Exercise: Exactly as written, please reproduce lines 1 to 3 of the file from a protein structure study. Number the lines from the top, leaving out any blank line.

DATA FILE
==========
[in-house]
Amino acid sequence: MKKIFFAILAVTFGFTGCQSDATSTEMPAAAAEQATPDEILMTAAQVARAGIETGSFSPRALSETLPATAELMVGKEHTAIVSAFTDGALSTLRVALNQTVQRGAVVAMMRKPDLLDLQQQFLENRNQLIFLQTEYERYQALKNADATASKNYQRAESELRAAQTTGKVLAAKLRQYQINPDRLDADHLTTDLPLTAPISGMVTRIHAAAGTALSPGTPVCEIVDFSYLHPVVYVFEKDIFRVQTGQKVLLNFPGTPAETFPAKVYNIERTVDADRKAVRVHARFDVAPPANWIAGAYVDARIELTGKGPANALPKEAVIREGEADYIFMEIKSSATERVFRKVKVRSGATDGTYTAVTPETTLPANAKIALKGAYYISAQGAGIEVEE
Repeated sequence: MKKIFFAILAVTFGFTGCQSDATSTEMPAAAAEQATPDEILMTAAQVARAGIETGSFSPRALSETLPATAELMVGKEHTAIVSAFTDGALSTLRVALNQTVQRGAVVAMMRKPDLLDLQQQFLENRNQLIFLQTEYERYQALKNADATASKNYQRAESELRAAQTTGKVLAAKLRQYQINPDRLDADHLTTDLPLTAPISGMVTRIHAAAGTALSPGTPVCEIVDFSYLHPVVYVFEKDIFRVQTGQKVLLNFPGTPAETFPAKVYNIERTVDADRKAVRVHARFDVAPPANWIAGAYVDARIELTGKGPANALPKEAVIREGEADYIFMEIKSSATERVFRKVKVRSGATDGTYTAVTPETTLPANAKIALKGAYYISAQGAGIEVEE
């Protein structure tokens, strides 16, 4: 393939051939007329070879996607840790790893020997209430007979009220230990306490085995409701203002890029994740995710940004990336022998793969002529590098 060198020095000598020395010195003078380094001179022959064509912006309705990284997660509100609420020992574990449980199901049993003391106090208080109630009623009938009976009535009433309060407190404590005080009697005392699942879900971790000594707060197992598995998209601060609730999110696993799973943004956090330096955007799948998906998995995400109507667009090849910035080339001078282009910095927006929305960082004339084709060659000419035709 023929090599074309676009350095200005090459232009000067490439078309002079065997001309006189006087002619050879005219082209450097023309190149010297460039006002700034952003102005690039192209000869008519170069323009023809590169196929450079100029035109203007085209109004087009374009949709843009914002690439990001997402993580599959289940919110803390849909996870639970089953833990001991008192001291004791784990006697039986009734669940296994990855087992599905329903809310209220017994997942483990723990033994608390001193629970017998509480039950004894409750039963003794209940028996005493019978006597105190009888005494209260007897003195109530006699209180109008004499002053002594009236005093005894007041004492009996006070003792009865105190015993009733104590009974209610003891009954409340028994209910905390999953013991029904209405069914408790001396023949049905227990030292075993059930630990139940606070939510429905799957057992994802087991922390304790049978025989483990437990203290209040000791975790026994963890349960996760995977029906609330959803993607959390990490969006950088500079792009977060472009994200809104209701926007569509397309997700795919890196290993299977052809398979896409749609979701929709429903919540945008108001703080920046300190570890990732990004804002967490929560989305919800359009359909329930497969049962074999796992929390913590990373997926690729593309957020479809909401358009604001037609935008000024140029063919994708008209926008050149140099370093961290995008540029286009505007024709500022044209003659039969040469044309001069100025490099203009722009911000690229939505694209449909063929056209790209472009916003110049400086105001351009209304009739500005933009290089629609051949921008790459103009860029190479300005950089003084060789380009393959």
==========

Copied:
[in-house]
Amino acid sequence: MKKIFFAILAVTFGFTGCQSDATSTEMPAAAAEQATPDEILMTAAQVARAGIETGSFSPRALSETLPATAELMVGKEHTAIVSAFTDGALSTLRVALNQTVQRGAVVAMMRKPDLLDLQQQFLENRNQLIFLQTEYERYQALKNADATASKNYQRAESELRAAQTTGKVLAAKLRQYQINPDRLDADHLTTDLPLTAPISGMVTRIHAAAGTALSPGTPVCEIVDFSYLHPVVYVFEKDIFRVQTGQKVLLNFPGTPAETFPAKVYNIERTVDADRKAVRVHARFDVAPPANWIAGAYVDARIELTGKGPANALPKEAVIREGEADYIFMEIKSSATERVFRKVKVRSGATDGTYTAVTPETTLPANAKIALKGAYYISAQGAGIEVEE
Repeated sequence: MKKIFFAILAVTFGFTGCQSDATSTEMPAAAAEQATPDEILMTAAQVARAGIETGSFSPRALSETLPATAELMVGKEHTAIVSAFTDGALSTLRVALNQTVQRGAVVAMMRKPDLLDLQQQFLENRNQLIFLQTEYERYQALKNADATASKNYQRAESELRAAQTTGKVLAAKLRQYQINPDRLDADHLTTDLPLTAPISGMVTRIHAAAGTALSPGTPVCEIVDFSYLHPVVYVFEKDIFRVQTGQKVLLNFPGTPAETFPAKVYNIERTVDADRKAVRVHARFDVAPPANWIAGAYVDARIELTGKGPANALPKEAVIREGEADYIFMEIKSSATERVFRKVKVRSGATDGTYTAVTPETTLPANAKIALKGAYYISAQGAGIEVEE